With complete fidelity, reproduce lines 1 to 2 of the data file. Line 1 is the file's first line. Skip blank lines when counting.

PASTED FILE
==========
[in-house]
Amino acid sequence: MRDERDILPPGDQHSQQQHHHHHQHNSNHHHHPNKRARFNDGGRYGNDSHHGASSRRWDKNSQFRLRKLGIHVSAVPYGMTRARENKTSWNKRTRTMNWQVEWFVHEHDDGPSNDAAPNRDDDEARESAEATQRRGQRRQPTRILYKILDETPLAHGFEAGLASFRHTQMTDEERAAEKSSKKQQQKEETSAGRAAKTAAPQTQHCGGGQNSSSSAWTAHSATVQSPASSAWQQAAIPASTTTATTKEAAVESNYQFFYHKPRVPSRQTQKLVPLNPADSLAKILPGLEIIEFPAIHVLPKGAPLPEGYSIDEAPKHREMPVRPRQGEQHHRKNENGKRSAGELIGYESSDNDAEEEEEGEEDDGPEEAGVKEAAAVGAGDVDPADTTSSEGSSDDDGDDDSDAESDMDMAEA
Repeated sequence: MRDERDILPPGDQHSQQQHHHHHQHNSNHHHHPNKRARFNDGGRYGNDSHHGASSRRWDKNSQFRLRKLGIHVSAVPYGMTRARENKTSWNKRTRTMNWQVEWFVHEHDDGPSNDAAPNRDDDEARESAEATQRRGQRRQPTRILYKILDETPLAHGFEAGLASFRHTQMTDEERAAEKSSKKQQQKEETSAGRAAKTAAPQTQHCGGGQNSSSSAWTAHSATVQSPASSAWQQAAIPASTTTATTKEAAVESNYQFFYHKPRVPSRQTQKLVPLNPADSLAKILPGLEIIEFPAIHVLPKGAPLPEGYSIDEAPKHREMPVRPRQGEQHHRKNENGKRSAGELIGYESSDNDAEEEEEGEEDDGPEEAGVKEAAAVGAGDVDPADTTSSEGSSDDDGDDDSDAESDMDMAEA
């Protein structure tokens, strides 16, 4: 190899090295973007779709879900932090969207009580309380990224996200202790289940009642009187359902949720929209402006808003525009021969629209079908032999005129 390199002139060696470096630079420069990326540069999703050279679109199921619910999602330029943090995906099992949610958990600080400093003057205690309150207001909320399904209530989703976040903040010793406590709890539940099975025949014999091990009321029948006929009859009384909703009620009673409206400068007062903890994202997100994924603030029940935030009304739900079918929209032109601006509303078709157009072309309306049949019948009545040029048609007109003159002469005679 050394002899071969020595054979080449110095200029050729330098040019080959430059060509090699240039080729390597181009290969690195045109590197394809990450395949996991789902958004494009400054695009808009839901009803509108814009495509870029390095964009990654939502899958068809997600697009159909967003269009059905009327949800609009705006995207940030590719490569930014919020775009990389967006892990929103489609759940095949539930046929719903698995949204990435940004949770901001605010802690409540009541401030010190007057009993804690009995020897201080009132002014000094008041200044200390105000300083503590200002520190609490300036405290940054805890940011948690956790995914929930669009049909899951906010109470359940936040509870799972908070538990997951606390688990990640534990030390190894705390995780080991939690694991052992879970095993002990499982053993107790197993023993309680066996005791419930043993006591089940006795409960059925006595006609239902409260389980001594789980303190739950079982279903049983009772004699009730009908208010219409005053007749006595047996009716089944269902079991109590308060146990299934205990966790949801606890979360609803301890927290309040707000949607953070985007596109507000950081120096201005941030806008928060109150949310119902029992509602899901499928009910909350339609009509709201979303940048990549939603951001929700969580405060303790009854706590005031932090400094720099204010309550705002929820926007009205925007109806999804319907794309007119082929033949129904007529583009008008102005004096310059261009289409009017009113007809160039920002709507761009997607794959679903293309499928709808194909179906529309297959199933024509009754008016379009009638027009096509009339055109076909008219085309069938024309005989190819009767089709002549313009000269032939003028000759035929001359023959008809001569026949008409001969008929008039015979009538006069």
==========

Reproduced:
[in-house]
Amino acid sequence: MRDERDILPPGDQHSQQQHHHHHQHNSNHHHHPNKRARFNDGGRYGNDSHHGASSRRWDKNSQFRLRKLGIHVSAVPYGMTRARENKTSWNKRTRTMNWQVEWFVHEHDDGPSNDAAPNRDDDEARESAEATQRRGQRRQPTRILYKILDETPLAHGFEAGLASFRHTQMTDEERAAEKSSKKQQQKEETSAGRAAKTAAPQTQHCGGGQNSSSSAWTAHSATVQSPASSAWQQAAIPASTTTATTKEAAVESNYQFFYHKPRVPSRQTQKLVPLNPADSLAKILPGLEIIEFPAIHVLPKGAPLPEGYSIDEAPKHREMPVRPRQGEQHHRKNENGKRSAGELIGYESSDNDAEEEEEGEEDDGPEEAGVKEAAAVGAGDVDPADTTSSEGSSDDDGDDDSDAESDMDMAEA